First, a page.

BTI specializes in the analysis of these factors and in providing its clients with a detailed understanding of the building industry and specific building product markets as well as with realistic strategies for market definition and market penetration.

BTI's expertise can be a unique resource for companies interested in introducing new products to the U.S. market and can contribute decisively to success. The following project descriptions illustrate BTI's experience:

  • Monsanto Polymer Products Company (Saflex). BTI conducted a detailed study of the building industry as a marketplace for laminated architectural glass. This included an analysis of the various product attributes as a function of discrete segments of the market. The result was a detailed plan describing a large number of specific activities that could lead to broader and deeper penetration of existing markets as well as proposed strategies for entering new markets. BTI has been providing ongoing services to assist in the implementation of these recommended actions.
  • Aarding Ltd. (Aarding). Aarding is located in Nunspeet, Holland, and produces a number of products with potential applications in the U.S. building construction market. BTI, working with Stockman and Associates, Inc., assessed Aarding's products and developed recommendations for improvements and strategies for marketing in the U.S. and Canada.
  • Apogee Enterprises, Inc. BTI assisted this company in its analysis of a particular segment of the window and exterior wall market. BTI helped to identify and define new product opportunities and the necessary development and marketing steps to be taken to secure a significant portion of this market for Apogee.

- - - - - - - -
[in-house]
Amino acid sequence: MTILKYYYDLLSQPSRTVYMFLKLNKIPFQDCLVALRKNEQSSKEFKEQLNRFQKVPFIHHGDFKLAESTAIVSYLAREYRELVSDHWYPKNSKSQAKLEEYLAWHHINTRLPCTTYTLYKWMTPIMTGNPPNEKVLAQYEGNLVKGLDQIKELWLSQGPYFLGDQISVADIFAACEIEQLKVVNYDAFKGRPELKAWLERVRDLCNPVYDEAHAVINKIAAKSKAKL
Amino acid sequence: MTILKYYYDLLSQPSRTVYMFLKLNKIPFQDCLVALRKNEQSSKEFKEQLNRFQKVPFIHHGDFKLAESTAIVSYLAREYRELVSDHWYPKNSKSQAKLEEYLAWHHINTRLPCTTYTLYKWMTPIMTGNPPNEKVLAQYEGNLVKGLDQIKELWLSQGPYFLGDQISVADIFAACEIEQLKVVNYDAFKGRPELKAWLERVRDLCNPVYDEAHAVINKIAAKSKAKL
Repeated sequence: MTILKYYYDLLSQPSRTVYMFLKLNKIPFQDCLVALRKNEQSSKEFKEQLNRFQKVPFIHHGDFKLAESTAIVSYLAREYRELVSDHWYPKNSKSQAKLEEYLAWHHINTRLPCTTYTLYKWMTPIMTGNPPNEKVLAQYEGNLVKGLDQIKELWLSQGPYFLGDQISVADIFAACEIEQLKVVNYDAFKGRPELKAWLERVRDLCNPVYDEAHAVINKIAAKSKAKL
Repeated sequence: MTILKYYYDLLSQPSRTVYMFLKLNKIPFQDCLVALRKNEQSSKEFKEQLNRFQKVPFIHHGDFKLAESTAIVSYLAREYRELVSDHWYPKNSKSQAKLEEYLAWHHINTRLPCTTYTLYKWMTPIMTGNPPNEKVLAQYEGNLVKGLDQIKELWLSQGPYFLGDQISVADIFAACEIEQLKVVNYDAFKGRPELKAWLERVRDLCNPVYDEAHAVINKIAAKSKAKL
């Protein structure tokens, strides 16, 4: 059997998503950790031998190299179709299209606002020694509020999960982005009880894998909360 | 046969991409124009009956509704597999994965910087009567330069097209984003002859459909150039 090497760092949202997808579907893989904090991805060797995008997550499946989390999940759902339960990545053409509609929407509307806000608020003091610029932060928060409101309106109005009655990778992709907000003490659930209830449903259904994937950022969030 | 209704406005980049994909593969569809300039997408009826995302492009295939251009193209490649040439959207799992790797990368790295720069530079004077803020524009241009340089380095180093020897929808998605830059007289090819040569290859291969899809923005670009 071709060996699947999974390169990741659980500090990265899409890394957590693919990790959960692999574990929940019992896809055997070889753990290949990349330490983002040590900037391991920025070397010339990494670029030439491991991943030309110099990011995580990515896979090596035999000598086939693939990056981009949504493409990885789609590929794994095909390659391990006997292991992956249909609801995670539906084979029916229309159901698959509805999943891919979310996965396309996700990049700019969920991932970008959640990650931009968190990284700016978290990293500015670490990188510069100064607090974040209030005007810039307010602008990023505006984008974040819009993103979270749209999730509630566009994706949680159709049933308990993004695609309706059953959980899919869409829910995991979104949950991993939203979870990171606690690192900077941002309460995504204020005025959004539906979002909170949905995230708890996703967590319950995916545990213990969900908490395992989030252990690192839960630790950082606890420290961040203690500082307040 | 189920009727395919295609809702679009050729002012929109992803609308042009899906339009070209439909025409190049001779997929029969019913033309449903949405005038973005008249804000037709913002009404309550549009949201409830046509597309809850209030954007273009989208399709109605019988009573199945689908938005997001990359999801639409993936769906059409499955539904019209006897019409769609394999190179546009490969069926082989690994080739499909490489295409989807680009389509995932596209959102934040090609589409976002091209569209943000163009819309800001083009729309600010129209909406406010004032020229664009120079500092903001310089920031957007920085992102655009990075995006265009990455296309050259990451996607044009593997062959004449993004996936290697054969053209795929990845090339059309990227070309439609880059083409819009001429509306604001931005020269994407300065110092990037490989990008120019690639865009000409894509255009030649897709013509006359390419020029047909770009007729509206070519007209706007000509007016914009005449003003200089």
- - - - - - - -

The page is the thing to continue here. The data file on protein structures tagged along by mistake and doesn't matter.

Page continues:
• Dryflow Ltd. Dryflow has developed a gypsum panel system used for non-load bearing interior partitions. This system is being used in Europe, and BTI assisted Dryflow Ltd. in its assessment of the U.S. market potential for this product.
  • International Masonry Institute (IMI). BTI examined the present and future use of panels and panelized construction techniques for the fabrication and erection of exterior walls and prepared a plan for increasing the involvement of the IMI constituency in promoting the growth of this market. BTI has been providing ongoing services to assist IMI in the implementation of this plan. BTI has conducted special studies on the use of brick with metal stud systems, the use of the Dodge Reports as a market analysis tool, and the use of masonry construction in residential buildings.